I’m hopping a few days ahead of schedule, but my cover is coming tomorrow and I want to fit in my favourite topics prior to April 5th: The Birth of Imbalance.
Pronunciation is one of the best things about fantasy novels. Some people hate it, finding all the strange names intolerable and all the extra apostrophes silly, but I find a great amount of joy in the game. Fantasy names are weird. They’re foreign. If they are not like this it usually grates on me greatly (for example, all the simple our-world names of Kingkiller Chronicles – especially when the protagonist has one of the awesomest fantasy names in ‘Kvothe’ – or the ungainly ‘Kyle’ from Ian Cameron Esslemont [long story that one]).
I love the power that comes with reading a name. It is mine to say aloud. If I want to pronounce ‘Daenarys’ as ‘Day-nair-E-us’ or ‘Dan-air-E-us’ it is up to me (unless HBO says otherwise, and even then it is still up to me.) The author can pronounce it one way and readers another. It is written. It has no breath to speak of beyond your own. I noticed this recently listening to the Grim Tidings Postcast featuring a two-part interview with Joe Abercrombie where, in reference to a new character from the upcoming short story collection Sharp Ends – ‘Shevediah’, the hosts kept saying ‘Shev-eh-DIE-ah’ and Abercrombie kept saying ‘Shev-EH-dee-ah’.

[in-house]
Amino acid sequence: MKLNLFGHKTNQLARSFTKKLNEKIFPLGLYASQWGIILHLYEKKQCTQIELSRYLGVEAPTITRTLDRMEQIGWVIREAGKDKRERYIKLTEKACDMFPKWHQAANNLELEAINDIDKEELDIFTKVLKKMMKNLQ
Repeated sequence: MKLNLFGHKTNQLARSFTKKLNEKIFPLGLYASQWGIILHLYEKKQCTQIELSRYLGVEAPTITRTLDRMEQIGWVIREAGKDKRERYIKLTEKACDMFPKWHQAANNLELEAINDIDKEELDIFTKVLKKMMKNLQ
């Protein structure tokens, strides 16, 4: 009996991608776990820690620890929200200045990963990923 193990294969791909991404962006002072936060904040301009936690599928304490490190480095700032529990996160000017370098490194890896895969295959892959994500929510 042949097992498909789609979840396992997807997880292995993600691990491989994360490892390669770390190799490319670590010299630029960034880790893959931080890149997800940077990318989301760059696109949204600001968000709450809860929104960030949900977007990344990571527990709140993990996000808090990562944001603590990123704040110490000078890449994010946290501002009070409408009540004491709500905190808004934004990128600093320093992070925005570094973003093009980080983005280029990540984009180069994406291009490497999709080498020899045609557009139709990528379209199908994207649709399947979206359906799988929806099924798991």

No live discussion of a fantasy novel is complete without both people being completely confused because they pronounce a name differently and can’t figure each other out.
For the ‘ell of it, here is a brief pronunciation key for Purge of Ashes’s 3 most baffling monikers:
Asma(thalyne) Madrejingo – [ACE-ma(tha-line) Madra-JING-go]
Rafien Jorgamund – [RAY-fee-en YORG-a-mund]
Xi’ar Chukkundah – [Zire Chuck-KUN-dah]
and for fun,
Arch Deacon Kravroar Bryce Matmas Slyne – [CRAV-roar Brice Mat-mus Sline]